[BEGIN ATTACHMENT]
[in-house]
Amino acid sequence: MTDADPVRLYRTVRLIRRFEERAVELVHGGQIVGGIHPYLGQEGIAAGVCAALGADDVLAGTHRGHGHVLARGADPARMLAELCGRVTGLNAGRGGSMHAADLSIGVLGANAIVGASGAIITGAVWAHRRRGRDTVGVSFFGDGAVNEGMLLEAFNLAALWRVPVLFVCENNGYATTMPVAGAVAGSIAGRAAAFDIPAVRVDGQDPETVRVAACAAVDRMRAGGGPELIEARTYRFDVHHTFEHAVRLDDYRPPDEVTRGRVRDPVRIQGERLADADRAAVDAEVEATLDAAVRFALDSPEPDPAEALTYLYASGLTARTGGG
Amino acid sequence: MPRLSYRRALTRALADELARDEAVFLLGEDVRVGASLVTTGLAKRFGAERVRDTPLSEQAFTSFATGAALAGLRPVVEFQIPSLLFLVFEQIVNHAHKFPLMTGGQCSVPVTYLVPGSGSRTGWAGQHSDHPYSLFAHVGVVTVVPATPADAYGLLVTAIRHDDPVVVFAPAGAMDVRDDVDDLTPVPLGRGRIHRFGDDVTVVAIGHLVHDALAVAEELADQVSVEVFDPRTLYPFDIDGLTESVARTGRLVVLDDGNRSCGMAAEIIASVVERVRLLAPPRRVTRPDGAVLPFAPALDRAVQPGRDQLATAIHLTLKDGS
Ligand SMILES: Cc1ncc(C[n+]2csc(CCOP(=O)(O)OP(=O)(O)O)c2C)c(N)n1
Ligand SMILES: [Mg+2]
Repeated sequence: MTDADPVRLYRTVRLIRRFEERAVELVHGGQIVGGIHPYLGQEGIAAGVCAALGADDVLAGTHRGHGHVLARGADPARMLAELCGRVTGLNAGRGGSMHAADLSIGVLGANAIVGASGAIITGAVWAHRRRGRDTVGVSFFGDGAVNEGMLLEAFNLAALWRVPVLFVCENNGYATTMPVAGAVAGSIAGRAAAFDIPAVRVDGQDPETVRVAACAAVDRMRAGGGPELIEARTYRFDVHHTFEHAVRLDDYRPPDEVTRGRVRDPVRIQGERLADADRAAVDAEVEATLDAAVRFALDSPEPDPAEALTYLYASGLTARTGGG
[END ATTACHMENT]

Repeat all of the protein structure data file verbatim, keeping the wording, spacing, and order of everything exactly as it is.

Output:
[in-house]
Amino acid sequence: MTDADPVRLYRTVRLIRRFEERAVELVHGGQIVGGIHPYLGQEGIAAGVCAALGADDVLAGTHRGHGHVLARGADPARMLAELCGRVTGLNAGRGGSMHAADLSIGVLGANAIVGASGAIITGAVWAHRRRGRDTVGVSFFGDGAVNEGMLLEAFNLAALWRVPVLFVCENNGYATTMPVAGAVAGSIAGRAAAFDIPAVRVDGQDPETVRVAACAAVDRMRAGGGPELIEARTYRFDVHHTFEHAVRLDDYRPPDEVTRGRVRDPVRIQGERLADADRAAVDAEVEATLDAAVRFALDSPEPDPAEALTYLYASGLTARTGGG
Amino acid sequence: MPRLSYRRALTRALADELARDEAVFLLGEDVRVGASLVTTGLAKRFGAERVRDTPLSEQAFTSFATGAALAGLRPVVEFQIPSLLFLVFEQIVNHAHKFPLMTGGQCSVPVTYLVPGSGSRTGWAGQHSDHPYSLFAHVGVVTVVPATPADAYGLLVTAIRHDDPVVVFAPAGAMDVRDDVDDLTPVPLGRGRIHRFGDDVTVVAIGHLVHDALAVAEELADQVSVEVFDPRTLYPFDIDGLTESVARTGRLVVLDDGNRSCGMAAEIIASVVERVRLLAPPRRVTRPDGAVLPFAPALDRAVQPGRDQLATAIHLTLKDGS
Ligand SMILES: Cc1ncc(C[n+]2csc(CCOP(=O)(O)OP(=O)(O)O)c2C)c(N)n1
Ligand SMILES: [Mg+2]
Repeated sequence: MTDADPVRLYRTVRLIRRFEERAVELVHGGQIVGGIHPYLGQEGIAAGVCAALGADDVLAGTHRGHGHVLARGADPARMLAELCGRVTGLNAGRGGSMHAADLSIGVLGANAIVGASGAIITGAVWAHRRRGRDTVGVSFFGDGAVNEGMLLEAFNLAALWRVPVLFVCENNGYATTMPVAGAVAGSIAGRAAAFDIPAVRVDGQDPETVRVAACAAVDRMRAGGGPELIEARTYRFDVHHTFEHAVRLDDYRPPDEVTRGRVRDPVRIQGERLADADRAAVDAEVEATLDAAVRFALDSPEPDPAEALTYLYASGLTARTGGG